If education is a person’s “ticket to success in life”, then mental health services focused on functional and personal recovery must surely place a premium on improving educational outcomes. This is especially the case given the extensive data demonstrating poorer educational outcomes for people attending mental health services, especially people with schizophrenia.
Why is schizophrenia associated with poorer educational outcomes? There are many possible reasons, including:
- the cognitive effects of the disorder itself,
- disruption to education caused by acute illness and hospitalisation,
- other neurodevelopmental problems associated with schizophrenia (such as attention, concentration, and overall IQ),
- the sedating effects of medication used to treat schizophrenia, and
- the effects of stigma and discrimination on educational progression.
The authors of this paper carried out an impressive systematic review and meta-analysis of studies on educational attainment in schizophrenia (Crossley et al, 2022). Although gaps in educational attainment are well established in people with schizophrenia compared to those without, the authors optimistically hypothesised that this gap would be narrowing over time. Their rationale for this hypothesis was that there has been more of a focus on a recovery model over the past decade or two of psychosis treatment, which places more of an emphasis on achieving everyday life goals that are important to the person with lived experience, such as returning to school or work.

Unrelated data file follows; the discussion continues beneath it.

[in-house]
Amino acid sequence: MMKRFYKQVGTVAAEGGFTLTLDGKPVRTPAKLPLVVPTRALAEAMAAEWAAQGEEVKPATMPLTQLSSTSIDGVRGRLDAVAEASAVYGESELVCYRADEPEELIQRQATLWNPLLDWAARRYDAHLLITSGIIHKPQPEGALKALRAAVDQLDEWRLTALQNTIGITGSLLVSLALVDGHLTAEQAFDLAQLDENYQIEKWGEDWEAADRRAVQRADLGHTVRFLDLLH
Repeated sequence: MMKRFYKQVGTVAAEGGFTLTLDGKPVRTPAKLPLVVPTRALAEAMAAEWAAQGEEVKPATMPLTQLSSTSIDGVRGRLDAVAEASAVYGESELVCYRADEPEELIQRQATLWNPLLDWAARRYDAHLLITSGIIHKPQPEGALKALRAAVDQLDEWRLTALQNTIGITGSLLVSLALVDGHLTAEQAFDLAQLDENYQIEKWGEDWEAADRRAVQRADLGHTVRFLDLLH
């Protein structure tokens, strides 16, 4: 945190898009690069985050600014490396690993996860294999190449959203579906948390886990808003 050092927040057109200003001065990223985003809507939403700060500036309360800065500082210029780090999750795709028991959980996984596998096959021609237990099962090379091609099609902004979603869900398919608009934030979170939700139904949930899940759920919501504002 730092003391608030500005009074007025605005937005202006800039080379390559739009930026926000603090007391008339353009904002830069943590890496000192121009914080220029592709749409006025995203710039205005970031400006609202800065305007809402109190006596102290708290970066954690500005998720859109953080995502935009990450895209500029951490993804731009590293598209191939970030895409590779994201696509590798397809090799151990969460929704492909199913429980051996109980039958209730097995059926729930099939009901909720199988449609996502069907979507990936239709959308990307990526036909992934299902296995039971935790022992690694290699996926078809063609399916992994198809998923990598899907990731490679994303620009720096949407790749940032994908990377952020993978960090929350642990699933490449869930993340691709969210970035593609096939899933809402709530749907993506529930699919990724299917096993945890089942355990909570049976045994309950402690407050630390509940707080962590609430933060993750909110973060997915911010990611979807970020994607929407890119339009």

The authors registered a protocol for their search strategy and analyses. Their primary outcome was years of education. They assessed more than 13,000 reports for eligibility, 10,000 of which were excluded (mainly because they did not report years of education), leaving a total of 3,278 papers to be meta-analysed. They carried out separate analyses for high-income versus low and middle-income countries. They looked not only at years of education completed but also at whether any gap in years of education between people with versus without schizophrenia was widening or shrinking over time.
The study included, in total, 318,632 individuals with schizophrenia, 35% of whom were female, with an average age of 37 years. It also included 138,675 individuals who did not have schizophrenia.
The researchers found that educational attainment for people with schizophrenia increased over the years in high, middle and low-income countries (as it did for people without schizophrenia). People with schizophrenia, however, completed fewer years of education than the rest of the population; on average, about 1.7 years less.
In high-income countries, contrary to the researchers’ hypothesis, there was no clear evidence that the educational attainment gap was lessening over time (though there was also no evidence that the gap was widening).
In low and middle-income countries, on the other hand (which, let’s not forget, are where 80% of the world’s population live), the authors found evidence of a widening educational attainment gap over time. In these countries, there was an average annual increase in this educational attainment gap of 0.024 years.